A Parent’s Guide to Band Competition
Texas is blessed with a tremendously strong curricular music program in the public school systems. For whatever reasons, our music programs have survived every curricular innovation, every scheduling impediment, and every budgetary crisis in the last 75 years. A large part of this longevity may be attributed to the well organized and maintained competition system in Texas that is the model for the rest of the country. Band competition in Texas is sponsored by two very different organizations: the University Interscholastic League (UIL) and the Texas Music Educators Association (TMEA). The UIL is an organization of schools. Schools may elect to be a part of the UIL each year and nearly all of the Texas public school systems choose to do so. The TMEA is an organization of music teachers which includes band, choir, orchestra, and classroom music teachers from kindergarten through college. Marching and concert competitions are sponsored by the UIL, while TMEA sponsors the competition that chooses the All-State performers each year and, in biennial cycles, selects the Honor Bands in each class through recordings that may or may not be from UIL competitions.
UIL MARCHING CONTEST
This contest has been sponsored by the UIL for over half a century and takes place in the 28 different designated regions in the state in October each year. Bands march shows of no less than 5 minutes and no more than 8 minutes to be given a rating by each of three independent judges: 1=superior; 2=excellent; 3=good; 4=fair; 5=poor. The judges cannot confer about their ratings and the FINAL rating is a consensus of the three NOT an average. For instance, a I, I, V is a ONE. A V, V, I is a FIVE, etc. (Theoretically, EVERY band can get a I=superior or a V= poor. The competition is NOT among the bands themselves but against a standard of excellence that has been established through the many decades of this competition.) This contest was the primary competitive goal of Texas bands until 1979 when the State Marching Contest was founded. It is still the first of three parts of a “Sweepstakes” which includes Marching, Concert, and Sightreading.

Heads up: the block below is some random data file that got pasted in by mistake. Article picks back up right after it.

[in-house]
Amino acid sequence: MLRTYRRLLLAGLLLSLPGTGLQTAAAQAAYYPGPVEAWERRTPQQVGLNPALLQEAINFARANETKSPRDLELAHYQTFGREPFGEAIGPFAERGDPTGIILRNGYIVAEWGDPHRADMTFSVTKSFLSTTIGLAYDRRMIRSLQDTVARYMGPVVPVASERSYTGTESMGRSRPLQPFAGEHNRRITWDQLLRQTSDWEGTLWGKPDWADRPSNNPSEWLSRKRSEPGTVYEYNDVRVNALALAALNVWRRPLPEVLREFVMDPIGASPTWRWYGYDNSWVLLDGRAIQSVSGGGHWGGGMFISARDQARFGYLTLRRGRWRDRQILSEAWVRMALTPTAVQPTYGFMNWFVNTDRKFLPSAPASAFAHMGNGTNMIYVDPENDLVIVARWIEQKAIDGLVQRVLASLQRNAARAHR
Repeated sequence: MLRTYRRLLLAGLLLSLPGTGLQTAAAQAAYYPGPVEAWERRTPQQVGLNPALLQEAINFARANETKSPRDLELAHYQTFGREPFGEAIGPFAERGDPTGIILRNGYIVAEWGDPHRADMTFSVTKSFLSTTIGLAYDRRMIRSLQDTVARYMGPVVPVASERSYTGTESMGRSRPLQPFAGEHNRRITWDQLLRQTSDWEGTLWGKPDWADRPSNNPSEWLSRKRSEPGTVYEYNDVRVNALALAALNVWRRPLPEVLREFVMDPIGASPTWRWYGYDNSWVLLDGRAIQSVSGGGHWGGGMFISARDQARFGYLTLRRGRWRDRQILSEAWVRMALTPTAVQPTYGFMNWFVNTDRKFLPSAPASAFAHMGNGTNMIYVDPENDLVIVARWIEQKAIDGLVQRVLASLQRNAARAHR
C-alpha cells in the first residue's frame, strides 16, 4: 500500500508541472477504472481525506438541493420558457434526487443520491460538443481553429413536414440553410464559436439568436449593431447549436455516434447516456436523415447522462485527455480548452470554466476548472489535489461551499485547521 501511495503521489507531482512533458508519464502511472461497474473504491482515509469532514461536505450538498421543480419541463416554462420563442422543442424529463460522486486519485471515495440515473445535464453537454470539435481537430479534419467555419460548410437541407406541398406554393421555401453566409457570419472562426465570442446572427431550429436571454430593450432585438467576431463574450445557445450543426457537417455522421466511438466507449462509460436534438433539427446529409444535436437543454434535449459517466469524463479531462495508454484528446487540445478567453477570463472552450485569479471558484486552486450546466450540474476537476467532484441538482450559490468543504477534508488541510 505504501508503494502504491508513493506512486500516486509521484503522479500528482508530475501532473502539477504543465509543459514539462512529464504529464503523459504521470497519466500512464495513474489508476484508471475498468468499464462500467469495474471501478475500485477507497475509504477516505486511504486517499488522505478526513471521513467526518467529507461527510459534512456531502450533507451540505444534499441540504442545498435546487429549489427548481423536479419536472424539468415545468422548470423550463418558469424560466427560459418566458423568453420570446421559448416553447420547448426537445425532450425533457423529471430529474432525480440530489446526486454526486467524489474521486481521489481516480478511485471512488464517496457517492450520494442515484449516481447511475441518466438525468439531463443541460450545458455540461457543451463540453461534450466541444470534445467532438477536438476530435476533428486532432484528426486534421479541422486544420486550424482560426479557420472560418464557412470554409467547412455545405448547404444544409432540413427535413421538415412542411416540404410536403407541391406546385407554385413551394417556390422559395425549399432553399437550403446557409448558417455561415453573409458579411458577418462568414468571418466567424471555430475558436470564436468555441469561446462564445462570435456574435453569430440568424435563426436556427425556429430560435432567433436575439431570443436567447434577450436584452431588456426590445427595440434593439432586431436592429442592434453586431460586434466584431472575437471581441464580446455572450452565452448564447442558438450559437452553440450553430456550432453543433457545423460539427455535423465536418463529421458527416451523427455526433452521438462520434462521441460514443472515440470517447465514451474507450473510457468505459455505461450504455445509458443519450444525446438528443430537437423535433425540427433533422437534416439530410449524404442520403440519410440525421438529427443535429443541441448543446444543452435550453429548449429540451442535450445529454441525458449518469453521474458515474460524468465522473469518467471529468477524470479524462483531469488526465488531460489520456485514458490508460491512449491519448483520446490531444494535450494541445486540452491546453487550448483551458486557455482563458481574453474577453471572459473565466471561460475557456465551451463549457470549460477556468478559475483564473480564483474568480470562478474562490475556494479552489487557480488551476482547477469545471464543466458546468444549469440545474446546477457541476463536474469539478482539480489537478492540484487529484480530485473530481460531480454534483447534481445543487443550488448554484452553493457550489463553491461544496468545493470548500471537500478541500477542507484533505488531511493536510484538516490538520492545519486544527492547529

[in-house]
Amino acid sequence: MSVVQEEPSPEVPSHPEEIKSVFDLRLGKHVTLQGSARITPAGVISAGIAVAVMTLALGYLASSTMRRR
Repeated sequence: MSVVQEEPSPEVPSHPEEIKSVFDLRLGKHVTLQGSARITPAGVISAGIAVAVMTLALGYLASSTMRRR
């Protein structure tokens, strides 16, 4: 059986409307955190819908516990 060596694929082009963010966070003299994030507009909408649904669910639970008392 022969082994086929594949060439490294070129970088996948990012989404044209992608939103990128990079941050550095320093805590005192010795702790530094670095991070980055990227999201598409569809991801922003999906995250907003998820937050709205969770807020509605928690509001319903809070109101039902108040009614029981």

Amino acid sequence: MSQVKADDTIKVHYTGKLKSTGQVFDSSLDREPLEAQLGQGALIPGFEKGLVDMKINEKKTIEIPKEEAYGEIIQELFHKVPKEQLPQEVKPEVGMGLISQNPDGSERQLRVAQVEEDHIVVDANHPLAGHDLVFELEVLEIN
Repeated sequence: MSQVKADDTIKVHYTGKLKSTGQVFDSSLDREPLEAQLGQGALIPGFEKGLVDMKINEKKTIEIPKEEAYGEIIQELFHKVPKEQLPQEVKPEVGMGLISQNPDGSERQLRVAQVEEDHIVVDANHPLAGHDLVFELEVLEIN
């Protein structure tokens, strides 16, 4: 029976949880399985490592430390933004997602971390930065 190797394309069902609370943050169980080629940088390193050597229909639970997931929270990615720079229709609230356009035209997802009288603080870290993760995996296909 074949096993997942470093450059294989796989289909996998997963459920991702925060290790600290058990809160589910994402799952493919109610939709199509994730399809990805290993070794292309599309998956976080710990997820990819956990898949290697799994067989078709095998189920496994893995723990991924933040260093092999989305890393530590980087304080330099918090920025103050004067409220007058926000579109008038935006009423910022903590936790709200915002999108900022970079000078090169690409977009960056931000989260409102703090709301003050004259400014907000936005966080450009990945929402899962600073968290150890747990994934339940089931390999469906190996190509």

This contest is held every two years in the “even” numbered years. Its sole purpose is to choose the State Qualifiers from the regions within our area. One band per 5 entered will advance to State. The contest uses 5 judges: 3 music judges and 2 marching judges. Each judge ranks the bands from top to bottom and the total ranks are added for a “rank total.” The lowest rank total is first place!
The contest has been held since 1979 to choose a State Champion in each class. It is now held every two years in even numbered years and has been moved to the Alamodome in San Antonio to prevent weather interruptions. The contest is similar to the Area Contest with five judges and the lowest total of “rank points” becomes first place.
UIL CONCERT/SIGHTREADING CONTEST